Saturday marked the first day of spring. As the change of season brings increased potential for severe weather, the National Weather Service is educating the public about tools and information that could keep them safe during Severe Weather Week, March 22 through 26.
“This is the time of year people need to start looking at that sort of thing and be prepared and make sure people have multiple weather sources to refer to,” said Byron Jimmerson, coordinator of Clarke County Emergency Management.
During a storm spotter training March 17, Chad Hahn, warning coordination meteorologist at the Des Moines Weather Service, said asked spotters to not rely so heavily on social media to relay information to the weather service.
“If you’re seeing a tornado out your window or from your house in the distance and you’re spotting that and you want to relay that information to us, it’s probably best not to do it on social media in hopes that we see that,” he said.
Instead, Hahn urged spotters to call 1-800-SKYWARN to report strong winds or tornado activity.
Those attending the training learned to report strong winds once they reach a minimum of 58 m.p.h. This level of strength is depicted by entire trees being in motion with twigs and branches coming off of them.
Risk levels for severe weather are rated from marginal to slight to enhanced to moderate to high depending on if the conditions assessed are favorable for storm activity.
“If you look historically for the state of Iowa, the majority of (high risk) days are slight-risk for us,” said Hahn.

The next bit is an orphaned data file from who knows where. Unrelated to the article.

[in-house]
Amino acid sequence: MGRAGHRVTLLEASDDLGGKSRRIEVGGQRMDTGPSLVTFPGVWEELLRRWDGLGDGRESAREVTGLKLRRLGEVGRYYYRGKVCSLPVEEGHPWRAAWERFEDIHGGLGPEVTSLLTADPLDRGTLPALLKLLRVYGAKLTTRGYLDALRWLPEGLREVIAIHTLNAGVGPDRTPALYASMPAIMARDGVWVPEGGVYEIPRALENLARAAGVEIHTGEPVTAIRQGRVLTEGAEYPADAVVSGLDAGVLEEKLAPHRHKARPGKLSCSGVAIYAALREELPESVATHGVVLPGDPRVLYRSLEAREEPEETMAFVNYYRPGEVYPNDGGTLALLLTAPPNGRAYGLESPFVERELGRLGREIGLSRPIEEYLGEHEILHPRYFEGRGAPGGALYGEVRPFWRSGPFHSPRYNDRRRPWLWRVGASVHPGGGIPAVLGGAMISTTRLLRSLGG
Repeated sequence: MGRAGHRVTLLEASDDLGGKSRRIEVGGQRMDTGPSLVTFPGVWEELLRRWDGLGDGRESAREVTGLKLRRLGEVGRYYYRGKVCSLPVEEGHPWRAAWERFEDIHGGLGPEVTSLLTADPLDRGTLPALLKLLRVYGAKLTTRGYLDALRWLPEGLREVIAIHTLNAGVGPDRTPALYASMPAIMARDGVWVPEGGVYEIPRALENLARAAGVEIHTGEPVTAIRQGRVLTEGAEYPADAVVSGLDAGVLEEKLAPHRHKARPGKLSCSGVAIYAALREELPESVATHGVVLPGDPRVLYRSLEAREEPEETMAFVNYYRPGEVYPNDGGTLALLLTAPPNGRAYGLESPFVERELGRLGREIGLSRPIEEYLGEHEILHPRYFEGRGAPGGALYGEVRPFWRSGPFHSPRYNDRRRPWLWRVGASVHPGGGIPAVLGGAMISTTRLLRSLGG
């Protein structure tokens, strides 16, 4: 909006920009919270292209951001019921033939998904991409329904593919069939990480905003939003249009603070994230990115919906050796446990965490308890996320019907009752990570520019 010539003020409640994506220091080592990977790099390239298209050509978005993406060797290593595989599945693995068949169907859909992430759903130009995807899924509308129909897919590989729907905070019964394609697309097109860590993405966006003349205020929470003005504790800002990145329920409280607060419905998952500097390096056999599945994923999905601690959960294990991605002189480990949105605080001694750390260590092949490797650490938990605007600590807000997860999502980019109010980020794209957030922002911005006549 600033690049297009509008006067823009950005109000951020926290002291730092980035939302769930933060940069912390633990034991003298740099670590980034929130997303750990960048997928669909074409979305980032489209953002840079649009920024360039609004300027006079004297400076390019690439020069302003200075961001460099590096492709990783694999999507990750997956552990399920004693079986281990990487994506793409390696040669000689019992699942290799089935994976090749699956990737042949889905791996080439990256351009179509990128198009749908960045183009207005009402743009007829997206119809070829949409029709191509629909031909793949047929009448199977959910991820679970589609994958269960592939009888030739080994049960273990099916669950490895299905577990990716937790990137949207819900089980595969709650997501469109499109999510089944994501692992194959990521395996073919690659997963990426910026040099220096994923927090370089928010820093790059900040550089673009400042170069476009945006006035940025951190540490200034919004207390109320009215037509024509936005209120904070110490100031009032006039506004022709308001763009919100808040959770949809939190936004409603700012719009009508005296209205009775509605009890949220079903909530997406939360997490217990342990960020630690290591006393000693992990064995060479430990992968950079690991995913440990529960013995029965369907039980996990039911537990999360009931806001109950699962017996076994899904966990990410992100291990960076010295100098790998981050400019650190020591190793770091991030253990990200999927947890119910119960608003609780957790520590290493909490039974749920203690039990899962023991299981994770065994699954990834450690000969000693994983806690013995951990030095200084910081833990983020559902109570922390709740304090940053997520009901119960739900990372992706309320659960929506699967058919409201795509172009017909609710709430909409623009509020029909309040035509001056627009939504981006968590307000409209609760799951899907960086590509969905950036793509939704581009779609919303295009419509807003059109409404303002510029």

However, Hahn pointed to cases where the threat level was underestimated.
“The Pella tornado day and the Marshalltown tornado day was a slight-risk day,” he said.
Hahn encouraged people to use the Wireless Emergency Alerts (WEA) app to be aware of potential weather-related threats coming their way. He also recommended apps that display radar to get a visual of where storms are coming.
Hahn said spotters need to identify updrafts and downdrafts when assessing the potential for storms.
“The air condenses and it forms a cloud in the updraft,” he said, “and the little droplets get larger, combine, freeze up above where it gets colder and it falls out as a downdraft.”
Hahn said with storm clouds, if there is dust or debris observed on the ground, visible features may not be present between the cloud base and the ground.
Hahn said that severe wall clouds tend to be bulky and visibly rising and indicate vertical rotation.
NWS does not have designated spotters, so the work of storm spotters is done at one’s own risk.
Hahn urged spotters to maintain situational awareness at all times.
“Always have an escape route,” he said. “Don’t jump in your car and go chasing, that’s not what we’re wanting folks to do.”
Hahn gave additional safety tips when driving during severe weather, such as staying away from spotting at night and that the vehicle frame will protect the driver when it is lightning out.
Spotters are encouraged to register at midiowaskywarn.org.
Clarke County will participate in a statewide tornado siren test 11 a.m. Wednesday. Weekly tests will begin at 9 a.m. Thursdays. Clarke County Emergency Management will also be sending out a social media blast to sign up for emergency alerts.